In the limited time Ilya Samsonov has played at the NHL level, the 23-year-old netminder has impressed. Samsonov’s 22 starts last season give the Capitals confidence early in training camp that despite his inexperience, he can emerge from a goalie group that looks different than initially planned.
Washington opted to let longtime shot-stopper Braden Holtby depart in free agency, and he joined the Vancouver Canucks. The Capitals brought in Henrik Lundqvist to share duties with Samsonov, but a heart condition forced the former New York Rangers goaltender to miss the campaign.
Which leaves Samsonov as the likeliest option to handle the bulk of the load when the new season starts Jan. 14 — the official beginning of the Capitals’ post-Holtby era.
“We’ve got a lot of confidence in the goalies back there,” defenseman Brenden Dillon said. “We see the work those guys are putting in every day. I think with the situation, Sammy understands it’s going to be a big role for him this year. And coming in, I think he’s prepared for it.”
Samsonov missed last season’s playoff bubble with an upper body injury. He stayed in the D.C. area throughout his recovery, attending rehab sessions four times a week. Samsonov says he’s stronger now, prepared for the rigors a 56-game season will pose.
Plus, spending six months in the area to recuperate made him feel more comfortable with the language. The Magnitogorsk, Russia, native said time with teammates and friends, and even trips to the grocery store, improved his grasp of English.
“I feel much better with the teammates, with the coaches,” Samsonov said.
Last season, Samsonov posted a .913 save percentage while allowing 2.55 goals per game. He was the understudy to Holtby, who had a down year, statically. The 31-year-old netminder recorded a .916 save percentage across his 10 seasons in Washington, but Holtby’s rate slipped to .897 in his final season.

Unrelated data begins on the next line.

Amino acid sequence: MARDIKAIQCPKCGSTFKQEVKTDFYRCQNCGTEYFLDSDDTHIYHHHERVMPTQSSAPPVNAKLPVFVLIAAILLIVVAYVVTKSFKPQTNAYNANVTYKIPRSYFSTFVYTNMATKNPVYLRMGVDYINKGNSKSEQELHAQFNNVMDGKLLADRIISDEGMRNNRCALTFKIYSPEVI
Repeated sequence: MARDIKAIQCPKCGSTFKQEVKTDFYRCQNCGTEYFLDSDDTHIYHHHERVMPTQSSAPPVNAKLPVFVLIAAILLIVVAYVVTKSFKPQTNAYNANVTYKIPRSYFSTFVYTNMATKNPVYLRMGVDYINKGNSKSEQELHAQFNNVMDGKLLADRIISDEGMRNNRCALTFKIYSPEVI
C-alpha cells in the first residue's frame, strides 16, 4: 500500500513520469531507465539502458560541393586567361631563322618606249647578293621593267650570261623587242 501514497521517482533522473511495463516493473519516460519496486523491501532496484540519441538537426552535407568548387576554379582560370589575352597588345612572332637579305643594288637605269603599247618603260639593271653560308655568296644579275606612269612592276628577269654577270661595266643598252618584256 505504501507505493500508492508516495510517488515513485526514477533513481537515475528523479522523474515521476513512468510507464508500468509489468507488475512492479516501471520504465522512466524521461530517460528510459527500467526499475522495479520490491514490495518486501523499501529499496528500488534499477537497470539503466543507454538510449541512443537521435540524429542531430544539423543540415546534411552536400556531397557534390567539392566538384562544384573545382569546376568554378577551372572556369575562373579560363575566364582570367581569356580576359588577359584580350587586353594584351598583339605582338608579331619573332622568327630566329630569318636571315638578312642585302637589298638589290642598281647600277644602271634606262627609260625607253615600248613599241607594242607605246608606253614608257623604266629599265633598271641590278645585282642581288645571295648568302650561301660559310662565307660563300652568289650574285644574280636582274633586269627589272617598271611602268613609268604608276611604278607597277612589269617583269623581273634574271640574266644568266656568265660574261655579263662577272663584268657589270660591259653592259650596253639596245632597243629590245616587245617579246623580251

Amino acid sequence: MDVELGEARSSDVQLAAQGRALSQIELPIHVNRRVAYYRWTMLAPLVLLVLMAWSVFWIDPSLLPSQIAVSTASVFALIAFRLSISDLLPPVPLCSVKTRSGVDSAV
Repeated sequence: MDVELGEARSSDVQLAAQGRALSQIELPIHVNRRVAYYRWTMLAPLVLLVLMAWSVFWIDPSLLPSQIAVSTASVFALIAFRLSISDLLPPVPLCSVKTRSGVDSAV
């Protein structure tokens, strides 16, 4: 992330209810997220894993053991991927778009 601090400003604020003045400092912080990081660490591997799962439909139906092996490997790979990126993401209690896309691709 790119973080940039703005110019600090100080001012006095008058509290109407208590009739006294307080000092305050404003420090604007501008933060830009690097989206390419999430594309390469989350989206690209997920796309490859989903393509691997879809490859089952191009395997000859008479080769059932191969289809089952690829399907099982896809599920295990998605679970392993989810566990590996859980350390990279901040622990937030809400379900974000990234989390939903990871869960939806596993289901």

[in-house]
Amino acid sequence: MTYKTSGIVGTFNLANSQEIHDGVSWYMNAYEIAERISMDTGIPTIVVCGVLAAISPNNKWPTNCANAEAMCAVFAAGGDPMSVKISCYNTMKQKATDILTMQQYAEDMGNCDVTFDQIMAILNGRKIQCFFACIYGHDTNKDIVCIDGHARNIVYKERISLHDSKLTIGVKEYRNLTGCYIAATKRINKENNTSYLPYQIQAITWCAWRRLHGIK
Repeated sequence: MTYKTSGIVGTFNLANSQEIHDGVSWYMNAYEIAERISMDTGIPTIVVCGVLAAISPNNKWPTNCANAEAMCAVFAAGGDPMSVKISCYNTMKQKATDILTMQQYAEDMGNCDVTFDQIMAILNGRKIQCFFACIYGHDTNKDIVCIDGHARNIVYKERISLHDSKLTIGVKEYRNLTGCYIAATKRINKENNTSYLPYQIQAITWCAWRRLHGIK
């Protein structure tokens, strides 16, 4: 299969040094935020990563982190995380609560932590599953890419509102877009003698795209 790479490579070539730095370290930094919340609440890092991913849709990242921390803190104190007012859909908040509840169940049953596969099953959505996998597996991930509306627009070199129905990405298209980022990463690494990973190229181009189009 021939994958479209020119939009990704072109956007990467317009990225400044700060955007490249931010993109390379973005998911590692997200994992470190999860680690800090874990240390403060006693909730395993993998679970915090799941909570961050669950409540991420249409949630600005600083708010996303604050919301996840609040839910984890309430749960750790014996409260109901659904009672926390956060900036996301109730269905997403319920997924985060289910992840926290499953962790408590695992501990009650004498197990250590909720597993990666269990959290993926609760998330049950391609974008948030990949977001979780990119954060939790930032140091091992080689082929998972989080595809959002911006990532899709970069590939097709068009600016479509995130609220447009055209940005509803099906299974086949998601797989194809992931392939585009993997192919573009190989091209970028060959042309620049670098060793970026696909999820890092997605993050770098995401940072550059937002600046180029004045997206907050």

Still, Holtby was a fixture in goal for Washington. To not see him between the pipes will be an odd experience for some of his former teammates.
“It’s definitely weird,” defenseman John Carlson said. “I think he’s been a constant pretty much my whole career, whether it was in Hershey or here or in training camps. We’ve had a long run together. Yeah, it’s different,”
But the Capitals have closed ranks behind Samsonov and the collection of goalies brought in to fill the hole left by Holtby’s departure. Washington signed 39-year-old goalie Craig Anderson on a professional tryout agreement, adding experience to a group without much at the NHL level.
Coach Peter Laviolette said Anderson — who featured 34 times last season for the Ottawa Senators — will have opportunities in practice and the two scrimmages scheduled during training camp. So will Pheonix Copley and Vitek Vanecek, rounding out the goaltending competition.
While Laviolette said “there’s nothing set in stone,” Samsonov appears to have the inside track for the No. 1 job.
“This isn’t a complete shot in the dark with regard to Samsonov,” Laviolette said. “He played last year; he played well. I think we were waiting to see how he came back from the injury and how he’s looked and his progress there, and I think he’s off to a good start. He was a strong goaltender last year, and we’re hoping he can build off of that.”
If Samsonov earns the starting the role in goal, it will be a major jump in responsibility for the former first-round pick. Even with the Hershey Bears in the AHL during the 2018-19 season, Samsonov didn’t receive the majority of appearances in net.
But Samsonov recognizes his opportunity has arrived, and he’s prepared to help Washington turn the corner after losing Holtby, the keystone in goal for so long.
“I never been first goalie, but I’m ready for next level right now,” Samsonov said. “This is important season for me. I will [be] ready for start of season.”